Repeated Social Defeat in Female Mice Induces Anxiety-Like Behavior Associated with Enhanced Myelopoiesis and Increased Monocyte Accumulation in the Brain.

Yin W, Gallagher NR, Sawicki CM, McKim DB, Godbout JP, Sheridan JF
Brain Behav Immun in press 01/23/2019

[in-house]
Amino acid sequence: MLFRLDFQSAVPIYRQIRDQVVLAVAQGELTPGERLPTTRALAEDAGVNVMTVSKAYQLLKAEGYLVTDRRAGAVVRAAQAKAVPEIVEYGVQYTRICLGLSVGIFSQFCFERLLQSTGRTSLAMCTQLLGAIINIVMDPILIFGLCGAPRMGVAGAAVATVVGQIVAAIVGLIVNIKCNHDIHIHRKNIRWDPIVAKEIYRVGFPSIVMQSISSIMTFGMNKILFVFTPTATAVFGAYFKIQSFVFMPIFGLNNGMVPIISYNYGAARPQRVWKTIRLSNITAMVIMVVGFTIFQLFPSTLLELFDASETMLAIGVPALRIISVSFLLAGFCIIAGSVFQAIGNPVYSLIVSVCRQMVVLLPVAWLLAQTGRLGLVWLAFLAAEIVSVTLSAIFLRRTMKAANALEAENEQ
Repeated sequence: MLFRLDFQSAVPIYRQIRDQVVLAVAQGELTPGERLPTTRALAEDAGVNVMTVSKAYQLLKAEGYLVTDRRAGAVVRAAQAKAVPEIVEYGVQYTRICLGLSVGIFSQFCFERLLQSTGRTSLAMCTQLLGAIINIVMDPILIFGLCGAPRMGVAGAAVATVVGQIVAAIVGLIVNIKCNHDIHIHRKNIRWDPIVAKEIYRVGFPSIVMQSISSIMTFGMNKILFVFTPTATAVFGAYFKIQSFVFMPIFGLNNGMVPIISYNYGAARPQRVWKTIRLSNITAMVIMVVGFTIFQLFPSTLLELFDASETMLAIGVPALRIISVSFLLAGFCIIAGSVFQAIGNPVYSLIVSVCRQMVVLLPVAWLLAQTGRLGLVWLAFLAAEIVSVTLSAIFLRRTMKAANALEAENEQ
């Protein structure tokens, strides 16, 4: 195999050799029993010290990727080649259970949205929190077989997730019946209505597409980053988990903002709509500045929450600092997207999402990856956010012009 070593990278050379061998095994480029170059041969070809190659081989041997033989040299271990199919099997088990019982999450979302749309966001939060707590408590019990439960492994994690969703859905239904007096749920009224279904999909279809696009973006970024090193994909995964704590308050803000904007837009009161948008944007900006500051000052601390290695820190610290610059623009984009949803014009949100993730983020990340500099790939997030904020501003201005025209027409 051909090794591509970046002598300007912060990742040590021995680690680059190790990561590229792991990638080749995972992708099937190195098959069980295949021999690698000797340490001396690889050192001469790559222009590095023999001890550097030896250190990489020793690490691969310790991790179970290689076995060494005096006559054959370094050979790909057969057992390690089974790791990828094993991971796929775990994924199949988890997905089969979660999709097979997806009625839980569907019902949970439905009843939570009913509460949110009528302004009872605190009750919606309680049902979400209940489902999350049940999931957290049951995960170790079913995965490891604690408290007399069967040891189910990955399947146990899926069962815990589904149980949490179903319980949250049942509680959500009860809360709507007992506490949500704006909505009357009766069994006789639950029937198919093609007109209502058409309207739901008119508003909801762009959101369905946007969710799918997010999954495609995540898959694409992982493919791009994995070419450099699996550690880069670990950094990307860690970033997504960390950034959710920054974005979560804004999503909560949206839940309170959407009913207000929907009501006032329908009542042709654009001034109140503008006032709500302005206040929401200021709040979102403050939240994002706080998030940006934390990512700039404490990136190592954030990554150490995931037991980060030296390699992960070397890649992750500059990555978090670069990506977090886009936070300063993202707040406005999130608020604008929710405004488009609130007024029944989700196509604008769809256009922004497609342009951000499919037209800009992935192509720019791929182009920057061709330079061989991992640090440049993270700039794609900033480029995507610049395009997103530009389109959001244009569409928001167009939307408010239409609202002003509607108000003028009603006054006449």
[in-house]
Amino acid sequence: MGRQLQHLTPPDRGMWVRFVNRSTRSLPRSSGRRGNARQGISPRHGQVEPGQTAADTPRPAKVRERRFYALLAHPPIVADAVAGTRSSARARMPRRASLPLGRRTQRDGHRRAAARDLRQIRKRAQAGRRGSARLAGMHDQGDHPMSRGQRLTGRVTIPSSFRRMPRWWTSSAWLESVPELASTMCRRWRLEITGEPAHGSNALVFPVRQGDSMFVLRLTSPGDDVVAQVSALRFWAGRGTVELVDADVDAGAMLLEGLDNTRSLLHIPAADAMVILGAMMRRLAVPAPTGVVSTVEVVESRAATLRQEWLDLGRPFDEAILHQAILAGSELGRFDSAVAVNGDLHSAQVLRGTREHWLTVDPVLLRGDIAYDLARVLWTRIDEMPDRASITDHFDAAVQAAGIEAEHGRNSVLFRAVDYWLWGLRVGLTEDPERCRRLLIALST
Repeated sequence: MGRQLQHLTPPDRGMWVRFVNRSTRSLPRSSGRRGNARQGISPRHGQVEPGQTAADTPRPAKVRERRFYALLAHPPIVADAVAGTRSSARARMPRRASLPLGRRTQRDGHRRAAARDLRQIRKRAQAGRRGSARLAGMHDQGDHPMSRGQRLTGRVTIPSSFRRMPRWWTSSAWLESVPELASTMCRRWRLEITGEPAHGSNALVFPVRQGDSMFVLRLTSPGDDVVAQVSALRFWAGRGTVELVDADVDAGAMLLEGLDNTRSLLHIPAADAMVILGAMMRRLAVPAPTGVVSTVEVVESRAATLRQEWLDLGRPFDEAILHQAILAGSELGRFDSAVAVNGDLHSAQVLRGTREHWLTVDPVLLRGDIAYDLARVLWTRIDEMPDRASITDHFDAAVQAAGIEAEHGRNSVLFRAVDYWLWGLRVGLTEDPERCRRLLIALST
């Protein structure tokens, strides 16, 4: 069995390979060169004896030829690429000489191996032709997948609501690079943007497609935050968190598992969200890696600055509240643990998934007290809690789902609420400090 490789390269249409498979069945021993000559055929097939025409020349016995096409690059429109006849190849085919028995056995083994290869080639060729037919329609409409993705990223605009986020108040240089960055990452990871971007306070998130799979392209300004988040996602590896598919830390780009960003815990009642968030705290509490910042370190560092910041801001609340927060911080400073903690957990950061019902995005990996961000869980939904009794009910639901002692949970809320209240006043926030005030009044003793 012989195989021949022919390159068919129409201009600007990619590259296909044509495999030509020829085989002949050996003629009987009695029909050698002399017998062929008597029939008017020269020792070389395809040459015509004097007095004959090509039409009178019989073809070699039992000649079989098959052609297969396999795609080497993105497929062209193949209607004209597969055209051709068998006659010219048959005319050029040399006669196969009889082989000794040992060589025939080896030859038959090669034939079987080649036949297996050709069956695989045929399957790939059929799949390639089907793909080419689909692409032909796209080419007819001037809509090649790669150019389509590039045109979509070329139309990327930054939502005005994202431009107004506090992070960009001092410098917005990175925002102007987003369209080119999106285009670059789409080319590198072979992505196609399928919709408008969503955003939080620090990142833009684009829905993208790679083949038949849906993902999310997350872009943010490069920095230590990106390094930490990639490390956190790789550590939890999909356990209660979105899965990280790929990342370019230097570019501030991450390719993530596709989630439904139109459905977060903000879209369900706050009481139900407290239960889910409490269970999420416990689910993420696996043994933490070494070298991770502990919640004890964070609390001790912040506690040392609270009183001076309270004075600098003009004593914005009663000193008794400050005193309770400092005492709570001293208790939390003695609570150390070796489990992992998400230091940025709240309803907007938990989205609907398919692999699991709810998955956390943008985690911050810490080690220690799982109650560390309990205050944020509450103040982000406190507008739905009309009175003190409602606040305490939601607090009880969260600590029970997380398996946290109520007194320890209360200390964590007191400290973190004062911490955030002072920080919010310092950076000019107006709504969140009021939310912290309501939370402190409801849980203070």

Anxiety and mood disorders affect both men and women. The majority of experimental models of stress, however, are completed using only male animals. For repeated social defeat (RSD), a rodent model, this is due to the inherent difficulty in eliciting male aggression toward female mice. To address this limitation, a recent study showed that a DREADD-based activation of the ventrolateral subdivision of the ventromedial hypothalamus (VMHvl) was effective in inducing aggressive behavior in male mice towards females in a social defeat paradigm. Therefore, the goal of this study was to determine if this modified version of RSD in females elicited behavioral, physiological, and immune responses similar to those reported in males. Here, we show that female mice subjected to RSD with the male DREADD aggressor developed anxiety-like behavior and social avoidance. These behavioral alterations coincided with enhanced neuronal and microglial activation in threat-appraisal regions of the brain. Moreover, stressed female mice had an enhanced peripheral immune response characterized by increased myelopoiesis, release of myeloid cells into circulation, and monocyte accumulation in the spleen and brain. These results are consistent with previously reported findings that male mice exposed to RSD exhibited increased fear and threat appraisal responses, enhanced myelopoiesis, myeloid cell release and trafficking, and anxiety-like behavior. These findings validate that RSD is a relevant model to study stress responses in female mice.

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